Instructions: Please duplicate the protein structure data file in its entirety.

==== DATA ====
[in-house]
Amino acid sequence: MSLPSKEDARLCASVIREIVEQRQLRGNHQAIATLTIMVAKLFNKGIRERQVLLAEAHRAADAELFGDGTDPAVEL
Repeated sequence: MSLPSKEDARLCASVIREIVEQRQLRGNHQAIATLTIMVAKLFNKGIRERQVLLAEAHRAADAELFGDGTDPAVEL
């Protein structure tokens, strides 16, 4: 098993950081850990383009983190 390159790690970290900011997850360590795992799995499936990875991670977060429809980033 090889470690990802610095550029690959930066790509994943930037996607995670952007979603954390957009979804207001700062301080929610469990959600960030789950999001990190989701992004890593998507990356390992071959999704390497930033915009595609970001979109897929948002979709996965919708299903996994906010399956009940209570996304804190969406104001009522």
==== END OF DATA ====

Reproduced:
[in-house]
Amino acid sequence: MSLPSKEDARLCASVIREIVEQRQLRGNHQAIATLTIMVAKLFNKGIRERQVLLAEAHRAADAELFGDGTDPAVEL
Repeated sequence: MSLPSKEDARLCASVIREIVEQRQLRGNHQAIATLTIMVAKLFNKGIRERQVLLAEAHRAADAELFGDGTDPAVEL
């Protein structure tokens, strides 16, 4: 098993950081850990383009983190 390159790690970290900011997850360590795992799995499936990875991670977060429809980033 090889470690990802610095550029690959930066790509994943930037996607995670952007979603954390957009979804207001700062301080929610469990959600960030789950999001990190989701992004890593998507990356390992071959999704390497930033915009595609970001979109897929948002979709996965919708299903996994906010399956009940209570996304804190969406104001009522």